Precipitating the heightened concern was what has become known as the WannaCry ransomware attack in June targeting computers running on Microsoft operating systems, locking up data and demanding payment of ransom in the Bitcoin cryptocurrency. In addition to affecting systems at automakers Nissan and Renault, the attack wreaked havoc at National Health Service hospitals in England and Scotland, affecting computers, MRI scanners and blood-storage refrigerators. All-told, more than 2 million computers across 150 countries were infected in the initial wave.
For grain-based foods the episode hit still closer to home two weeks later when several global corporations, including Mondelez International, Inc., were struck by a similar cyberattack, dubbed NotPetya. In early July, Deerfield, Ill.-based Mondelez said it was “making good progress in restoring our systems” but warned the episode would shave at least three percentage points from its quarterly growth rate, suggesting a cost of about $200 million, a figure wildly beyond the Bitcoin ransom indicated to have been sought by the hackers.
Of concern in grain-based foods are potential vulnerabilities at the plant level, in industrial controllers, including programmable logic controllers that have proliferated in industries like milling for more than 25 years. Such devices serve as a plant’s “brains,” responsible for the continuous execution of an industrial process lifecycle. Initially designed and deployed during a period in which mills and other automated plants were insulated from the outside world, the isolation of P.L.C.s has been diminished by the connectivity of corporate networks. This level of connectivity is expanding steadily through advances of supply-chain management and, for certain production facilities, e-commerce. All this leaves systems more exposed to cyber threats and the risk of compromise.
Security patches, the importance of which were highlighted in the WannaCry attacks, may be difficult to apply in technologies like P.L.C.s, in part because they run continuously. As a result it is much harder to protect industrial environments against these types of threats. An attack on a P.L.C. that alters its logic may cause disruptions ranging from operation glitches to unthinkable disasters.
This threat to industrial facilities was highlighted earlier this year when cybersecurity researchers at the Georgia Institute of Technology developed a new form of ransomware that took control of a simulated water treatment plant. G.I.T. said that with access, the researchers ordered P.L.C.s to shut valves, increase the amount of chlorine added to water and display false readings.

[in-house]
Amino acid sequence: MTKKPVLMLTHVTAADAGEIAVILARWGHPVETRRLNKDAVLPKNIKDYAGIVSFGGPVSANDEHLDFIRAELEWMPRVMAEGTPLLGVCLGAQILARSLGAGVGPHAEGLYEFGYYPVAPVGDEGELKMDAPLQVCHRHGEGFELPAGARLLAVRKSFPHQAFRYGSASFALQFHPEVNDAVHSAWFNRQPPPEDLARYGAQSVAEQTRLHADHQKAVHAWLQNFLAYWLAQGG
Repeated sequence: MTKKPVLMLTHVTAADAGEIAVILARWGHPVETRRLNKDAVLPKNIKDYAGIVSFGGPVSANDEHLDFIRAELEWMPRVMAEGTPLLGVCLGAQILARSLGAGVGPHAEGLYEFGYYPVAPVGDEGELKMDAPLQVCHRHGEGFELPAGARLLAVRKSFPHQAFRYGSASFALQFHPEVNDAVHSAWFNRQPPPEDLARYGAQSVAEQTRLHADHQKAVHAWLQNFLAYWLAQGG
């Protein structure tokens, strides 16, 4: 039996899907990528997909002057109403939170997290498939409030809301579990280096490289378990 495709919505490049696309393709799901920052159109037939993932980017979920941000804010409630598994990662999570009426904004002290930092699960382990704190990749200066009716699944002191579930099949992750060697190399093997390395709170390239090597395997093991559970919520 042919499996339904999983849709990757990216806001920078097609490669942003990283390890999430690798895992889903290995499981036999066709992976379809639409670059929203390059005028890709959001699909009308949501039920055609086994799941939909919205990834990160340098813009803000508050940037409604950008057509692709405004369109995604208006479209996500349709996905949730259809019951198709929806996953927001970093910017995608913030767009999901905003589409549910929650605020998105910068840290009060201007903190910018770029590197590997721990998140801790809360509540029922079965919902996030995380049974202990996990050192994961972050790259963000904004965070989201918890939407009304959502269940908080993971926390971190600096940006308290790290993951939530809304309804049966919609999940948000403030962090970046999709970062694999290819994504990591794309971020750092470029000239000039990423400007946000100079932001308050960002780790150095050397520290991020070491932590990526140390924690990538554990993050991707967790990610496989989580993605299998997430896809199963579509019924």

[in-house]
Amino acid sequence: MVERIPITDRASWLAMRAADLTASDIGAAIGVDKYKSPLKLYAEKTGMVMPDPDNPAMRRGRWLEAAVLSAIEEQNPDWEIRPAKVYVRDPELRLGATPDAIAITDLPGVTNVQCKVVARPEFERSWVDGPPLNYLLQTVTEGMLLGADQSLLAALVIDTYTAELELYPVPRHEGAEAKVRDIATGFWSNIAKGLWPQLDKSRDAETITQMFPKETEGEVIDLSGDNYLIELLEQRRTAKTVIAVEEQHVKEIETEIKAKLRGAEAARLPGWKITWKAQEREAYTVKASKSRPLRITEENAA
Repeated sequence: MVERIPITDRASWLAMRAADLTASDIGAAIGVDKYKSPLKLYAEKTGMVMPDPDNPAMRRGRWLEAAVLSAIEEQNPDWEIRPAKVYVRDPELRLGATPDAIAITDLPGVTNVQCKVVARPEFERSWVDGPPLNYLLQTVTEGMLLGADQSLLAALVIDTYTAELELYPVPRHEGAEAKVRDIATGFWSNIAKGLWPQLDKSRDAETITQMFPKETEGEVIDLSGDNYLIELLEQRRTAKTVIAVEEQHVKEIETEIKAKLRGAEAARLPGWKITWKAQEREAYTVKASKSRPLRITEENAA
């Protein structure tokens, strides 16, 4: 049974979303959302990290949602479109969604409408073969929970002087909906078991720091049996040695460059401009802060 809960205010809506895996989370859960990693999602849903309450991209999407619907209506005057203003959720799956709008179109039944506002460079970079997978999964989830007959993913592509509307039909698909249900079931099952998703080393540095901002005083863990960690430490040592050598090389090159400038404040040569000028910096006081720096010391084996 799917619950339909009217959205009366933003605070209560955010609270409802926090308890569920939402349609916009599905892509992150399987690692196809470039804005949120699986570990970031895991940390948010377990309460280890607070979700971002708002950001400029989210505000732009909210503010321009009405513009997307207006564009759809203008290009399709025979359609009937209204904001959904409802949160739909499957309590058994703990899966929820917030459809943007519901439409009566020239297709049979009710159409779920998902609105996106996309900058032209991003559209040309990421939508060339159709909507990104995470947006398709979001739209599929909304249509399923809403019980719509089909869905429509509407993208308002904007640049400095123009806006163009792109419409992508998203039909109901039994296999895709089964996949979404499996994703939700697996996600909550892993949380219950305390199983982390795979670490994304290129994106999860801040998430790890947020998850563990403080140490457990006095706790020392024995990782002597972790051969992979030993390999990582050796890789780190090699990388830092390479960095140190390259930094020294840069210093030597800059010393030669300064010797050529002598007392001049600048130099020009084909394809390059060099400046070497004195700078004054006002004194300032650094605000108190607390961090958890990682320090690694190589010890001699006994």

The challenges at industrial facilities extend beyond P.L.C.s and other controllers running the so-called operator plane. Other systems entail intermittent or continuous human interaction, such as those that communicate measurements between operators and industrial equipment (the data plane) and systems that carry traffic between operations and administration (the management plane). These systems have vulnerabilities requiring attention, too.
Even as Mondelez operations approached normal, the company was working with customers and other business partners to minimize disruptions.
“The company has also engaged outside specialists, including I.T. partners and global cyber security agencies and experts, to mitigate impacts of this incident and safeguard systems going forward,” the company said.
Such steps certainly should not be limited in grain-based foods to Mondelez. Safeguarding programmable controllers in plants should be no less a priority than protecting personal computers in offices. Services should be explored to monitor control-plane activity and provide rapid and accurate alerts in the event of security breaches. Hackers willing to interrupt critical health care operations would have no compunctions about interfering with the food supply, and this threat must not be ignored.